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Chicago Police Release Jussie Smollett's Criminal Case Files! 'Empire' Star Called Osundairo Brothers 'Black As Sin', Texted For Drugs, Police Told NOT To Investigate

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The files Jussie Smollett tried to keep under wraps have been released and we've learned quite a few new things about his criminal case. Get it all inside...

Jussie Smollett tried his damnedest to keep the case files in his criminal case sealed. However, a Cook County judge didn't feel like his actions warranted to have the files sealed, so, he ordered the file to be released. And here we are.

Cook County Judge Steven Watkins said the former "Empire" star didn't have a right to privacy in the case since he and his lawyers were so vocal about the case in the media.

"These are not the actions of a person seeking to maintain his privacy or simply be let alone," he said in his order, referring to Smollett's lawyers media tour after the charges were dropped.



Judge Watkins noted there were good arguments in favor of keeping the file sealed, however, Jussie forfeited his right to privacy by speaking to the media before and after the charges against him were dropped. As you know, the 36-year-old actor was hit with 16 felony counts of lying to police after he filed a police report saying he had been the victim of a racist, homophobic attack in January. He was booked and released on a $10,000 bond in April.

All 470 pages of the criminal case were released and here's what we've learned:

According to the report (obtained by The Daily Mail), Jussie changed his story throughout the investigation, first telling police his attackers were white. He then said they were "pale" and admitted he assumed they were white because of what he claimed they yelled at him: "This is MAGA country." He said the attacker had "pale" skin, which he could see behind the mask he was wearing - around the eyes.

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After brothers Abel and Ola Osundairo (above) were arrested in connection to the attack, Jussie appeared shocked and explained to police why the brothers couldn't have been his attackers, saying "It can't be them, they'e black as sin."

He said he and the brothers were friends and had no problems. He originally agreed to press charges against them, but was reportedly stopped by his lawyer.

It has been revealed that Jussie sent several text messages to the Nigerian brothers asking for drugs months before the alleged attack. He exchanged several text messages with Abel Osundairo about getting "molly," "pills," and "Whitney," which was a code name for cocaine.

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It's reported several line-ups were put together, but Jussie's lawyer did not let him do any. It's unclear if Jussie ever viewed a line up that included the brothers since the case files were so largely redacted.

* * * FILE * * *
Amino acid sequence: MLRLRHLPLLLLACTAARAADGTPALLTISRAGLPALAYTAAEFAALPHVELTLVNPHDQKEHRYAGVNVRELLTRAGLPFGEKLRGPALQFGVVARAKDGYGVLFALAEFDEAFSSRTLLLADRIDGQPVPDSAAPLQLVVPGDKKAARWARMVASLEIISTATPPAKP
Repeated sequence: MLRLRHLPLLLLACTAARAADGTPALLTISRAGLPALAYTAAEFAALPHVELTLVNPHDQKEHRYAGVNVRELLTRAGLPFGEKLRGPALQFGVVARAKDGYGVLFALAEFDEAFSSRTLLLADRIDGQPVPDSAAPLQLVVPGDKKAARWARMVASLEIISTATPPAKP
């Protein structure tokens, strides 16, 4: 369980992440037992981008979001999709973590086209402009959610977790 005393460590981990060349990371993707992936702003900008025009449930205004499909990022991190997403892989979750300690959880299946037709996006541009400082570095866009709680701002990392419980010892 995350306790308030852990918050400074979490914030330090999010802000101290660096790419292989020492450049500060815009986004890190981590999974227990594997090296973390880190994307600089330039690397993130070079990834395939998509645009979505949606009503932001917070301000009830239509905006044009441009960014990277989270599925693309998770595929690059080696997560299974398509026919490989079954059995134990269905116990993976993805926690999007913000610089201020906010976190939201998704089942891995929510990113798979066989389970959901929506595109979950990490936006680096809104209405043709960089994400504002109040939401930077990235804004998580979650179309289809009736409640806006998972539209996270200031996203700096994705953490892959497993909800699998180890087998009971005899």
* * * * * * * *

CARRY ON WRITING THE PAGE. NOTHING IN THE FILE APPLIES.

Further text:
Some of the files still remain a secret, including exactly what the brothers said in their interviews, which the police department expects to release next week.

Immediately after the attack, Jussie changed his phone number. In earlier interviews, he told police he had only spoken to his manager and creative director on the night of the attack, but records show she spoke with Abel and Ola Osundairo in the hours and days after the January 29 incident.

Weeks before the 16 charges were dropped against Jussie, the Chicago Police Department was reportedly told by Cook County prosecutors to end the criminal investigation into the alleged hate crime, the newly released documents show. They were told a deal was in the works.

NBC News reports:

In the documents released Thursday, detectives note the Chicago Police Department was informed by the Cook County State's Attorney's office on Feb. 28 that they could no longer investigate the crime. Smollett was indicted on March 7. The lead investigators in the case met with Assistant State's Attorney Risa Lanier, who informed detectives "that she felt the case would be settled with Smollett paying the city of Chicago $10,000 in restitution and doing community service."

“Detectives were not aware that the case was going to be handled in the manner that it was," Chicago police spokesman Anthony Guglielmi said. "If you go on to read the report, the detective writes that the case will be closed through arrest and prosecution.”

The detectives closed the case at that point because an arrest was made and the alleged offender was being prosecuted, according to Guglielmi.


The City of Chicago is suing Jussie Smollett for $130,000 to cover the costs of the investigation.



Photo: Getty

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